Coexisting Spine Lesions on Whole Spine T2 Sagittal MRI in Evaluating Spinal Degenerative Disease

Jae Hong Ha, Ji Ho Lee, Jae Hyup Lee

Research output: Contribution to journalArticlepeer-review

Abstract

Background: Studies have reported on the usefulness of whole spine magnetic resonance imaging (MRI) in evaluating specifc diseases such as spinal tuberculosis, spinal trauma, spondyloarthropathies, and multiple myeloma. In studies concerning degenerative spinal disease, sample sizes were small and some did not provide information on how symptomatic coexisting lesions were treated. We evaluated the types and prevalence of coexisting spine lesions found on whole spine T2 sagittal screening performed at the time of routine cervical and lumbar spine MRI and evaluated the efcacy of such screening in degenerative diseases of the cervical and lumbar spine. Methods: We reviewed 1,757 and 2,266 consecutive cases where whole spine T2 sagittal screening had been performed with routine cervical and lumbar spine MRI, respectively, in patients with cervical and lumbar spinal degenerative diseases. Coexisting spine lesions were documented and statistical analysis was performed to investigate signifcant differences according to sex, age, and initial diagnosis. Electronic medical records were reviewed to determine whether additional interventions were necessary following such fndings. Results: We reviewed 1,252 and 1,689 consecutive cases of routine cervical and lumbar spine MRI respectively, with whole spine T2 sagittal screening. Of the 1,252, 419 (33.5%) patients with cervical spinal degenerative disease had coexisting lesions in the thoracolumbar spine. Patients with ligament ossifcation disease of the cervical spine showed a higher prevalence of coexisting spine lesions. Sixty of the 419 (14.3%) patients with coexisting spine lesions warranted additional intervention or surgical treatment. Four hundred and eighty-one of 1,689 (28.5%) patients with lumbar degenerative disease had coexisting spine lesions in the cervicothoracic spine. Forty-eight of the 481 (10.0%) patients with coexisting spine lesions warranted additional intervention. In both patient groups, older patients showed a signifcantly higher prevalence of coexisting spine lesions than younger patients. Conclusion: Considering the minimal extra time and cost in performing whole spine screening, its application to routine spine MRI can be considered in evaluating cervical and lumbar spinal degenerative diseases.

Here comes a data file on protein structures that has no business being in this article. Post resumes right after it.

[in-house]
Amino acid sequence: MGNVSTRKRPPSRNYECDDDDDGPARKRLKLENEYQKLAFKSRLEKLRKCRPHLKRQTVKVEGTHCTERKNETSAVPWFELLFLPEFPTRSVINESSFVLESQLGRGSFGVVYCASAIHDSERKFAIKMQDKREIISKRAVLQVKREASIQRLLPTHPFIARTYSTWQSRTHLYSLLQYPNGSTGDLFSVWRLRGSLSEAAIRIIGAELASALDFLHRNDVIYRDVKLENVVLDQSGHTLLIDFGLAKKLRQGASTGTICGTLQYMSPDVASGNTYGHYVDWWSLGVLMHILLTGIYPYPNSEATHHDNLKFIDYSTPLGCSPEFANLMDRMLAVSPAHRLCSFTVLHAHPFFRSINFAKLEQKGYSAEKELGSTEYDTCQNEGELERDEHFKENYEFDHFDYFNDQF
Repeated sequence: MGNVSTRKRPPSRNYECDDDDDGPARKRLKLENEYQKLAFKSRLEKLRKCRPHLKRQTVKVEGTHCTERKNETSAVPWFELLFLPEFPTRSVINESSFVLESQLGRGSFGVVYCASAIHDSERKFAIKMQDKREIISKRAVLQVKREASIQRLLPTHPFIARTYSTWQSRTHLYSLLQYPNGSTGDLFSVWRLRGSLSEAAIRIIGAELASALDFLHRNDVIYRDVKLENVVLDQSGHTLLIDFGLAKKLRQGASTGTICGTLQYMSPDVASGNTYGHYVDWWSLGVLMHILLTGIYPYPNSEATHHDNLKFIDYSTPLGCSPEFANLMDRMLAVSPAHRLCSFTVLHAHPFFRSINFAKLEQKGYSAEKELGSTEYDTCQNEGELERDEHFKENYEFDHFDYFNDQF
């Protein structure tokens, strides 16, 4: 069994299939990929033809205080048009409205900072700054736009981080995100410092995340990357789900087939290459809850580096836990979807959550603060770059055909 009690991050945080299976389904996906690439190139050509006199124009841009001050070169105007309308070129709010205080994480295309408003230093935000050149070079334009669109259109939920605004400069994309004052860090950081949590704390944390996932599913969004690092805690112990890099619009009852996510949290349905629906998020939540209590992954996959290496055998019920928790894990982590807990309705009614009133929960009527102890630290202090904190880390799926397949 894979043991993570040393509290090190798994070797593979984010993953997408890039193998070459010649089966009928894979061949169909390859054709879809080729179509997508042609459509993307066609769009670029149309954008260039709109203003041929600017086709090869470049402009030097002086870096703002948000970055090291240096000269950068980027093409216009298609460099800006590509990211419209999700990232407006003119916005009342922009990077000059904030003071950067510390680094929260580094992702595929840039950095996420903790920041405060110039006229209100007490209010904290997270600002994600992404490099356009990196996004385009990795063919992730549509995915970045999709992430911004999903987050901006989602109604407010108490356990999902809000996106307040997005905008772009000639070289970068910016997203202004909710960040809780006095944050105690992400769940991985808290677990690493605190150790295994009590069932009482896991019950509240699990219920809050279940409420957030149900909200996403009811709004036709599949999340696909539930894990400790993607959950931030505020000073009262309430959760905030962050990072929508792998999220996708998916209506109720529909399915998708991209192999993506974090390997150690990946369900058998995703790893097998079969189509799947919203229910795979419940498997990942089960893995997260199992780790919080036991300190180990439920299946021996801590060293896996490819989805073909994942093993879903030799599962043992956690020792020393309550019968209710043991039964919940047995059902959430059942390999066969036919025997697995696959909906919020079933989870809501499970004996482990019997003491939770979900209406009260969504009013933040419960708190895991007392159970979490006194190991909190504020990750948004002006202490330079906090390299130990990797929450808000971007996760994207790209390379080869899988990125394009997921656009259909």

Original languageEnglish
Pages (from-to)1-9
Number of pages9
JournalJournal of Korean Medical Science
Volume36
Issue number7
DOIs
StatePublished - Jan 2021

Keywords

  • Coexisting Spine Lesion
  • Spinal Degenerative Disease
  • Whole Spine MRI

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